Like the quark and the Higgs boson, the breastplate of the archangel Metatron belongs to that class of objects knowable only through their remote effects. No human being has seen it, save possibly Abraham, who may have been distracted by its glory as he prepared to slide the knife into Isaac’s throat. Its owner may be the same angel who wrestled with Jacob at Peniel, but it is hardly credible to think that Jacob would have noticed what his adversary was wearing, not least because it was night. It may have been Metatron whom the Lord sent forth to keep watch over the Israelites as they stumbled through the wilderness, but he would have appeared to them only as something vast and shining, less angel than beacon. In the midst of all that radiance, who could make out a breastplate?
These are the only recorded instances of Metatron’s appearance in the human world, and they’re all apocryphal, arising from the Bible’s reticence and the taxonomic frenzy of certain of its commentators, who composed a biographical note for every walk-on in Scripture. Most of what we know of Metatron comes from such noncanonical sources as the Talmud, the zohar, and the Hebrew and Ethiopic books of Enoch. He is variously described as the king of angels, prince of the divine face, chancellor of heaven, angel of the covenant, and the “lesser YHWH.” Some traditions make him a stenographer or scribe. After glimpsing him seated in heaven, a privilege forbidden to all but God, one of the Talmudists speculated that Metatron was “another power” equal to the Creator. Other commentators insist that he was just taking notes and demonstrate the angel’s subordinate status by suggesting that he was beaten with fiery rods. He is sometimes said to be as old as the created world, or older. But yet another story insists that he began his existence as a man, Enoch, who walked with God and then, as Genesis puts it, “was not.” Once in heaven, writes Gershom Scholem, “his flesh was turned to flame, his veins to fire, his eyelashes to flashes of lightning, his eyeballs to flaming torches.” The new being was more powerful than any other angel and as tall as the earth is broad. And he was called… Metatron. The parallels with superhero origin stories are striking; no wonder that the Japanese adopted him as a super-robot, or that entities bearing his name keep popping up in video games and cartoons across the globe.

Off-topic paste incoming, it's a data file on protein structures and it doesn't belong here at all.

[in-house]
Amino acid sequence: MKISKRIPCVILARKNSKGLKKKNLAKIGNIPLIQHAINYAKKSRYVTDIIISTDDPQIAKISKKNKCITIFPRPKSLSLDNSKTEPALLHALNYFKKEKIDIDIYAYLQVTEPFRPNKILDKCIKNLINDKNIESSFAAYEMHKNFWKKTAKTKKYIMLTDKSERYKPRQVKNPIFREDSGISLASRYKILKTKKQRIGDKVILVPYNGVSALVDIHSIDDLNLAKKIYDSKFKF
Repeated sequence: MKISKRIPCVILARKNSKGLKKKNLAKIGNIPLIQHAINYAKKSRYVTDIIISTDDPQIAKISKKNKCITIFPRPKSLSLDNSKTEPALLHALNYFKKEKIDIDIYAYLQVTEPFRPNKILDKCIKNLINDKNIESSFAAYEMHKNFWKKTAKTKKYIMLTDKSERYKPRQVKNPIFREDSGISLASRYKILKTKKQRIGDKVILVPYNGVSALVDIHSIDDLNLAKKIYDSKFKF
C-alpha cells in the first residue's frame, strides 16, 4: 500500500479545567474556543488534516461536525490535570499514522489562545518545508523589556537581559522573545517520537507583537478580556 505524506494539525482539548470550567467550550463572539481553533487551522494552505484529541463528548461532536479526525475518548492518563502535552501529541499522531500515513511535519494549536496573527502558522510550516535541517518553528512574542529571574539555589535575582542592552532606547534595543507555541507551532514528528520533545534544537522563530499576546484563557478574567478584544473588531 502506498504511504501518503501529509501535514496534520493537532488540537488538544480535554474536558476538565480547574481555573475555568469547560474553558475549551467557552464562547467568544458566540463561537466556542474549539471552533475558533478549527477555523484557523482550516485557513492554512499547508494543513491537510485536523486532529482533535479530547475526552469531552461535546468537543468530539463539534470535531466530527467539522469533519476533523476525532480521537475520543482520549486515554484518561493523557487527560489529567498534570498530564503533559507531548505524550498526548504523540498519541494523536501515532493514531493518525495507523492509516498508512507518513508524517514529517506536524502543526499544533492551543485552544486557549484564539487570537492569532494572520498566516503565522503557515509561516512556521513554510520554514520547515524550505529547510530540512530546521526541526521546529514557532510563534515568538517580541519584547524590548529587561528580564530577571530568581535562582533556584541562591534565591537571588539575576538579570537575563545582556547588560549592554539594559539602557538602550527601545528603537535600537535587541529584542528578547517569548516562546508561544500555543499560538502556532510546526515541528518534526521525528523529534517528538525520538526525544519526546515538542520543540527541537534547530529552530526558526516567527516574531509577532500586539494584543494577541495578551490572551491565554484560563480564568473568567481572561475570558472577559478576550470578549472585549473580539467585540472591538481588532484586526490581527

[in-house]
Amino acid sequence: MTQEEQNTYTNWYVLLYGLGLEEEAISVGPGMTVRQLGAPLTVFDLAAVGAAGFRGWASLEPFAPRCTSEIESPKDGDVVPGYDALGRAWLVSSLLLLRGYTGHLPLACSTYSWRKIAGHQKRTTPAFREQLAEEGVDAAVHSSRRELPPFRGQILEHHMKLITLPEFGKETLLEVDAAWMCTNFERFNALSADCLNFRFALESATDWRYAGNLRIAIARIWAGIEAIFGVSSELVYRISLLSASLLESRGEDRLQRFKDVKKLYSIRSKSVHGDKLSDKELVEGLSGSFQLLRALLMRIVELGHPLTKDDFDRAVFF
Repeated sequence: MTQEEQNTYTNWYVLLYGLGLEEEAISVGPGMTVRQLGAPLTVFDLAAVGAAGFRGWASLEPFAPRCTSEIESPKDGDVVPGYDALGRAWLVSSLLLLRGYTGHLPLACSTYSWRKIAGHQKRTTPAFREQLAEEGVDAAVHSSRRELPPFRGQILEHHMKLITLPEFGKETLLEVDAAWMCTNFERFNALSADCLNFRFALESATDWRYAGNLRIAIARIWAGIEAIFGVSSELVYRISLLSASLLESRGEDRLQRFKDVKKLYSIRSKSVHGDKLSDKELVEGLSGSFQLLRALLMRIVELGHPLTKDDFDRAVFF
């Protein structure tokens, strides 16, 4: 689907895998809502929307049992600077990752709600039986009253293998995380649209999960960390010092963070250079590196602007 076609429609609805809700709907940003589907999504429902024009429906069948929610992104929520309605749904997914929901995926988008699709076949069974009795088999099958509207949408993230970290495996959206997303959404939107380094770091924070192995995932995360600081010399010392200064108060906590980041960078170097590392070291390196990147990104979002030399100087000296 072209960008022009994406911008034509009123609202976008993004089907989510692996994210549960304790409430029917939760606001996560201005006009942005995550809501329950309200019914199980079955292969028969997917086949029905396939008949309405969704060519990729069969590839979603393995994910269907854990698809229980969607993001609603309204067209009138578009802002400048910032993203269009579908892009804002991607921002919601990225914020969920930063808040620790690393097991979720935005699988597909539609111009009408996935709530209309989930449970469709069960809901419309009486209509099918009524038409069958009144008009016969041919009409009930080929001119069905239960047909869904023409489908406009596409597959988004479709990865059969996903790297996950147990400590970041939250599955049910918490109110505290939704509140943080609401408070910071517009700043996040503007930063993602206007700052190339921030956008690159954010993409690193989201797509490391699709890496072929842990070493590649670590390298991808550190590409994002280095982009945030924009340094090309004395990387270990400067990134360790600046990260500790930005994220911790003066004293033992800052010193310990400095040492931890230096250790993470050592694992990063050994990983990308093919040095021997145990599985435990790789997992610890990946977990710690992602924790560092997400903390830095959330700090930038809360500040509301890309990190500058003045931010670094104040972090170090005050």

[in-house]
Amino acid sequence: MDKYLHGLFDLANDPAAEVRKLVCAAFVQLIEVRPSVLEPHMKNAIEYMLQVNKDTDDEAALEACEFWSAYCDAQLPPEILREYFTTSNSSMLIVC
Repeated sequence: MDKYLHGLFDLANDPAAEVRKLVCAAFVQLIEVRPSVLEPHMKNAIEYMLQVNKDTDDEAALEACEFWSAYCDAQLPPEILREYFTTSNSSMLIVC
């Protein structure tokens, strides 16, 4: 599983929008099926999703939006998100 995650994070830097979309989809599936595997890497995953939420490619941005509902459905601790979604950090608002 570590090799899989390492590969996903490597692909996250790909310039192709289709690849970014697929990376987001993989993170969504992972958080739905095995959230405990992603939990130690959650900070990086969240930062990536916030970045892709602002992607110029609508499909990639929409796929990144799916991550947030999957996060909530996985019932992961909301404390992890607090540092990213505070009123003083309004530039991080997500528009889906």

Like any proper superhero, Metatron has a power object, a breastplate. It is said to be similar to the one worn by the high priest of Jerusalem in the first temple. In some commentaries, it is that breastplate’s archetype, the idea of an archetype having come to Judaism from the same Greek sources that imparted it to Christianity. The high priest’s breastplate was not just a ceremonial garment but also a prophetic instrument. It contained twelve stones, arranged in rows, each engraved with the names of one of the twelve tribes and one of the twelve patriarchs. During periods of crisis, when the ordinary human wisdom of kings and rabbis foundered, the high priest would ask the breastplate a question and certain letters in the stones would light up. The priest would note these and arrange them into a word that indicated what course of action Israel should take: “war” or “peace,” “plant” or “pluck up,” “kill” or “heal.” It is speculated that the famous third chapter of Ecclesiastes, which begins “To everything there is a season,” is a list of such instructions.
The relation between an archetype and its earthly occurrence is the relation between an original and a copy, with the copy of necessity grossly inferior to its source. Relative to Metatron’s breastplate, the chest piece worn by the high priest was a tinfoil-wrapped cardboard box with Christmas-tree lights for stones. Its oracles were as accurate as a Magic Eight Ball. Dominionists of every faith forget that the tragedy of the sacred state is that it can never be more than a blurred offprint of the kingdom of heaven. What remains mysterious is how the archangel’s breastplate figured in Israel’s auguries. Was it a transmitter that picked up the high priest’s request, forwarded it to the Almighty, and encoded the divine response into pulses of light, which it then sent earthward? And can we be sure that the answers came from God and not from the angel? As the story of Lucifer attests, angels can have ideas of their own.
In Platonic philosophy, the archetype predates its earthly translations. In Jewish mysticism, however, the opposite is sometimes true. The archangel’s breastplate, forged from the unimaginably heavy ore of the sun and set with stars, could not come into being until the high priest’s had been stapled and taped together from its flimsier materials. The breastplate of the high priest was less a copy than a prototype, a ham-handed foray toward an as-yet unrealized perfection. As the zohar tells us: “The impulse from below calls forth that from above.”